- Interaction with videos. In this case there are three events: video_start, video_progress and video_complete.
- File downloads. The name of the event is file_downloads.
Except for the first of these for obvious reasons, the rest can be enabled or disabled and in the case of site searches can / should be configured. To do this, simply click on the cogwheel at the bottom right of the manage section and choose which events you want to enable or disable from Enhanced Measurement.
Let us now take a closer look at each of the elements.
Every time a page of our website is loaded, Google Analytics generates and sends to our GA4 property a page_view event that is part of the Enhanced Measurement. This event is the only one that cannot be deactivated. Moreover, as with the rest of the events, page_view contains several parameters:
- url of the page (page_location).
- Previous page (page_referrer).
- Title of the page (page_title).
- Screen resolution (screen_resolution).
These parameters are collected by default in almost all events, while those marked in bold are inherent in page_view.
If you use Google Tag Manager to set up GA4, which I recommend and will talk about shortly, you can control the page_view event in two ways: either by checking the "Send a pageview event when this configuration loads" checkbox in the GA4 tag configuration template or by setting up a page_view event in the new GA4 event tag. However, one or the other, never both, as you would then send the page view twice.
An additional detail of the page_view event that is positive, in certain cases, is now able to track history change events, i.e. when the URL changes without the page being reloaded. This can be useful, for example, on single-page websites.
I was saying that in certain cases as there is some nuance in this new capability it only works if there is a change in the url of the page that does not include a URL fragment, for example "#". In this case, page_view will not be sent.
This way, if in a single page website we go from carlosmd6.sg-host.com to carlosmd6.sg-host.com/footer (for example) a page_view event will be sent, but if we go from carlosmd6.sg-host.com to carlosmd6.sg-host.com/#footer the page_view event will not be sent. In this second case you would have to use a history change trigger in Tag Manager in order to trigger the event. We'll see if this changes in a future version of GA4.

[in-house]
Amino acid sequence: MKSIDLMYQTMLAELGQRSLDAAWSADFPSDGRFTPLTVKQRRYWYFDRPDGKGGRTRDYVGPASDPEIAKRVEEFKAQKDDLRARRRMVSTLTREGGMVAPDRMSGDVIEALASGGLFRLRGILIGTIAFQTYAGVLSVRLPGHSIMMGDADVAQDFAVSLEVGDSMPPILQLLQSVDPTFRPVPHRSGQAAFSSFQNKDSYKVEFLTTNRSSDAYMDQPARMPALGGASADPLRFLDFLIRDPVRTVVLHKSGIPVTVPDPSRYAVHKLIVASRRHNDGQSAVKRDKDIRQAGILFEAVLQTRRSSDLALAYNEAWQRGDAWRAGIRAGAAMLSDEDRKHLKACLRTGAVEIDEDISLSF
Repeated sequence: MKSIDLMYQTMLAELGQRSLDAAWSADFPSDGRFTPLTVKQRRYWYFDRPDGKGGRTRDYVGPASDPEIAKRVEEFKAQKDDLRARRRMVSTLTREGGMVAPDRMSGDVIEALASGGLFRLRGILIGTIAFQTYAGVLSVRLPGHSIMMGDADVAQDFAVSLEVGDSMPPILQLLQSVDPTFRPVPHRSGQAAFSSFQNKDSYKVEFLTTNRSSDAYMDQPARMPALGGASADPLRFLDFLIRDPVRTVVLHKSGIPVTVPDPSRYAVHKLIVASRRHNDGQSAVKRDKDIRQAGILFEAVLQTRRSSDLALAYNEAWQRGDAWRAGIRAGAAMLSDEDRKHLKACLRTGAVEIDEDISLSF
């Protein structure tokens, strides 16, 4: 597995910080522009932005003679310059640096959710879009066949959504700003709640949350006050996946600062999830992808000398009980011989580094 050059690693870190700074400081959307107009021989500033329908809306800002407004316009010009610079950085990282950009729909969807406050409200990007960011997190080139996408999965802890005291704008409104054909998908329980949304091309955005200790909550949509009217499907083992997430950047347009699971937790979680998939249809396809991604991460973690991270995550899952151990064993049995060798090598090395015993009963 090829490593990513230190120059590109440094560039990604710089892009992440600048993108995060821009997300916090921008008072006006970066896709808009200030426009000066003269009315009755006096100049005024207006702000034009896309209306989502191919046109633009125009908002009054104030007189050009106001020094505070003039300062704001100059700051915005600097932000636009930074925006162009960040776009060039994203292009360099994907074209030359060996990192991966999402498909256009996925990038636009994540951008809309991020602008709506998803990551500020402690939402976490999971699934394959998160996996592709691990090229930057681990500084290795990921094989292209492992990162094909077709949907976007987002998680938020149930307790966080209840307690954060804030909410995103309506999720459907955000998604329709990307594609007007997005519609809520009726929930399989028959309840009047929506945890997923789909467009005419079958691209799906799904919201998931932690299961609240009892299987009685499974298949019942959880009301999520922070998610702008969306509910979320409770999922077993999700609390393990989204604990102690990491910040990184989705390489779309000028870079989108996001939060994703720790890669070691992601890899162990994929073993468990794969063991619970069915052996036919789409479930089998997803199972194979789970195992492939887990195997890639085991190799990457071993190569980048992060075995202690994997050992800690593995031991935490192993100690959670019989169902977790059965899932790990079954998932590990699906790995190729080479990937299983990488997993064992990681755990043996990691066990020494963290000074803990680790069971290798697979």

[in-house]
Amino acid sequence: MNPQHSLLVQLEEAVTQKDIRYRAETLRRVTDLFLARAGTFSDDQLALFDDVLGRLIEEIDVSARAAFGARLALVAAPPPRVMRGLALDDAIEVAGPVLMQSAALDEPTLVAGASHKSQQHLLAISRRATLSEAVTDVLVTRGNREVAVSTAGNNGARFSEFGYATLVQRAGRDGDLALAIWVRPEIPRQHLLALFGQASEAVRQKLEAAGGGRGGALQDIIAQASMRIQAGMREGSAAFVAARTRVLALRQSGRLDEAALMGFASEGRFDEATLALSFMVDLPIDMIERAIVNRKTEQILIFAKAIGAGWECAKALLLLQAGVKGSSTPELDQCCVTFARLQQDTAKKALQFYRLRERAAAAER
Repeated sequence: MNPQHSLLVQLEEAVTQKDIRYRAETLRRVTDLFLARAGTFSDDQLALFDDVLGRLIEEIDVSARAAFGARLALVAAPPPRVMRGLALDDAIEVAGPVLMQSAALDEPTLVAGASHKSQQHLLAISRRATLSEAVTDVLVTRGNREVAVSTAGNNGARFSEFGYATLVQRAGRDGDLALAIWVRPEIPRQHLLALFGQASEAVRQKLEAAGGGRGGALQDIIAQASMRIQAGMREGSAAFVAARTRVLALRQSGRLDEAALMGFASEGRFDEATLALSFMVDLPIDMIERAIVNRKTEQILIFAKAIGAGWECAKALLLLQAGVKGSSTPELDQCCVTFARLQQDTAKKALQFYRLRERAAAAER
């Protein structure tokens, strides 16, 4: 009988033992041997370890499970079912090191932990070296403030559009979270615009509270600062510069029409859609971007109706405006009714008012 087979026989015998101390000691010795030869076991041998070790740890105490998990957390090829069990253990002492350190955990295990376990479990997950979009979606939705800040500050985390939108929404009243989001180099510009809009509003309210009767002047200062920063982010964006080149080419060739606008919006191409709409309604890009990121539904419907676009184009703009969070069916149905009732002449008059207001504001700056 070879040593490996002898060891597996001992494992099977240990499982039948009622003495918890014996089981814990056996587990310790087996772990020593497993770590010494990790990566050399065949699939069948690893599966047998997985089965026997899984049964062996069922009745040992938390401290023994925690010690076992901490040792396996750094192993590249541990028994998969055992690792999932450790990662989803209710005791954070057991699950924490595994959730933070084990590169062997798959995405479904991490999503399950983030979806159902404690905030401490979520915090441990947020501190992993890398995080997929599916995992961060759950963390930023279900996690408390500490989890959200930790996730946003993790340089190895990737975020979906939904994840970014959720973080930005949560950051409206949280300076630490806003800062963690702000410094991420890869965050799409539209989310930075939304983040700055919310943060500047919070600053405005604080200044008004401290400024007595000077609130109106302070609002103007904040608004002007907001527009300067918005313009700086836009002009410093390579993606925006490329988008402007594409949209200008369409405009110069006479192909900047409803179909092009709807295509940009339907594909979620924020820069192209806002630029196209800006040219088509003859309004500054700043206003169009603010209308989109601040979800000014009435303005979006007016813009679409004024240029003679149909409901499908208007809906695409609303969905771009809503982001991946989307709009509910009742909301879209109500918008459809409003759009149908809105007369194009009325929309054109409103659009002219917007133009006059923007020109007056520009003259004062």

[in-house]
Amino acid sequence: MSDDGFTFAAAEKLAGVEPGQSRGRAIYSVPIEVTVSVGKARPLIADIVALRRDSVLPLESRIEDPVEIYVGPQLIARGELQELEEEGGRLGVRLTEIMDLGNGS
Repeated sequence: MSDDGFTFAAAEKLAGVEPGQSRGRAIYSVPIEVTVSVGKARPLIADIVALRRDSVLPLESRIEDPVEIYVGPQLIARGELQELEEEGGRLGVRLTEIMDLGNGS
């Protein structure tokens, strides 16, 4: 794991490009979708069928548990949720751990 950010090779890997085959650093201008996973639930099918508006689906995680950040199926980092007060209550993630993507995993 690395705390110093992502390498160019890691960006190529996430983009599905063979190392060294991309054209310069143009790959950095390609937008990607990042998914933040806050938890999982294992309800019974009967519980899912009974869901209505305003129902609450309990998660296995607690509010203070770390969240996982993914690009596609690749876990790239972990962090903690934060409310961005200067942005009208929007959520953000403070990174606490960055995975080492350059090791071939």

Every time a user scrolls below 90% of a web page, a scroll event is generated and sent to GA4. This type of event is somewhat limited in that it is only triggered when the scroll threshold is exceeded. Also, this is one of the few events in Google Analytics 4 that has no parameters.
If you want to configure the scroll percentage in GA4 from Google Tag Manager I recommend you to use the scroll event name and the parameter percent_scrolled. This way you will keep the nomenclature used by the event of Enhanced Measurement.
Remember also that if you want to measure the percent_scrolled parameter you will have to register it as a Custom Dimension in GA4.
I also recommend that if you want to measure by thresholds, it would be best to disable the scroll event offered by GA4 at Enhanced Measurement.
Now, I recognise that this type of measurement is very sweet, and easy to set up. But, frankly, except in previous versions that came in handy to launch an event that broke with the bounce measurement (this scroll event and the timers were the favourites to do this), if scroll measurement is of no use to you, it's almost better to save it.
If a user clicks on a link on your website that takes them to another website, this is an outbound link. This will trigger a click event in your GA4 property that will be accompanied by an additional parameter: outbound=true. Also, in this case we will have more information thanks to other parameters:
- link_classes. The class of the outgoing link
- link_id. The ID of the outgoing link
- link_domain. The domain to which the outgoing link is pointing
- link_url. The full url to which the outgoing link leads.
As in the previous case, if you want to measure these parameters, you should record them as dimensions in GA4.
If for some reason you have several websites and you don't want the outgoing click event to be triggered when jumping from one to another, you should exclude those domains in the data stream. To do this, go to "More tagging settings" and choose the option "Configure your domains" and add the domains you want to exclude as outgoing links.
One of the configuration options you have in Universal Analytics, within views, is to enable site search tracking. Well, in GA4 this becomes an event called view_search_results.
Este evento se lanza cuando la url de la página contenga un parámetro de consulta (q, s, search,keyword…), es decir algo del tipo https://carlosmdh.es/?q=analytics. En la configuración puedes incluir hasta 10 parámetros, todo ellos separados por coma. Para identificar el valor del parámetro que usa tu sitio web para devolver los resultados de una consulta, haz una búsqueda e identifica el parámetro que se genera en la url entre «?» e «=». En mi caso es la letra q.